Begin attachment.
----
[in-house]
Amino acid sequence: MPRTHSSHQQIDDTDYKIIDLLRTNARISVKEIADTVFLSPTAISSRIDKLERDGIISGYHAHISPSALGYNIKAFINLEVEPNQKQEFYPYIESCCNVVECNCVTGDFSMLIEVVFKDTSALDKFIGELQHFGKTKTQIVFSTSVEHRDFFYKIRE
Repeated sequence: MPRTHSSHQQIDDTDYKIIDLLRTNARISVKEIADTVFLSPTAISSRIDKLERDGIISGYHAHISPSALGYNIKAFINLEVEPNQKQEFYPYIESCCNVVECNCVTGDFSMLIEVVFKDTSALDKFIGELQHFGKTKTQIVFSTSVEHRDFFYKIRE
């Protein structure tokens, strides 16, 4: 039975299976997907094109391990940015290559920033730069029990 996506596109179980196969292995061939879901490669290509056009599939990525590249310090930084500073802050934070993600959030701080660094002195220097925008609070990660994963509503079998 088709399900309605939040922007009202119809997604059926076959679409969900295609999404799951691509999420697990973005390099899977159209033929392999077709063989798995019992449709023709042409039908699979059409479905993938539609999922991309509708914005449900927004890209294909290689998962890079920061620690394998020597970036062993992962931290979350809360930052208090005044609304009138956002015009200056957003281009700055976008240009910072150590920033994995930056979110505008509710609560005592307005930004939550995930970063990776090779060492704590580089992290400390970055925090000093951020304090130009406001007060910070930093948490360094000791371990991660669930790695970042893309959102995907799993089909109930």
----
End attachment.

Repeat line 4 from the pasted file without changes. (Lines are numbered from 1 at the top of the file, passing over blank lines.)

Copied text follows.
């Protein structure tokens, strides 16, 4: 039975299976997907094109391990940015290559920033730069029990 996506596109179980196969292995061939879901490669290509056009599939990525590249310090930084500073802050934070993600959030701080660094002195220097925008609070990660994963509503079998 088709399900309605939040922007009202119809997604059926076959679409969900295609999404799951691509999420697990973005390099899977159209033929392999077709063989798995019992449709023709042409039908699979059409479905993938539609999922991309509708914005449900927004890209294909290689998962890079920061620690394998020597970036062993992962931290979350809360930052208090005044609304009138956002015009200056957003281009700055976008240009910072150590920033994995930056979110505008509710609560005592307005930004939550995930970063990776090779060492704590580089992290400390970055925090000093951020304090130009406001007060910070930093948490360094000791371990991660669930790695970042893309959102995907799993089909109930």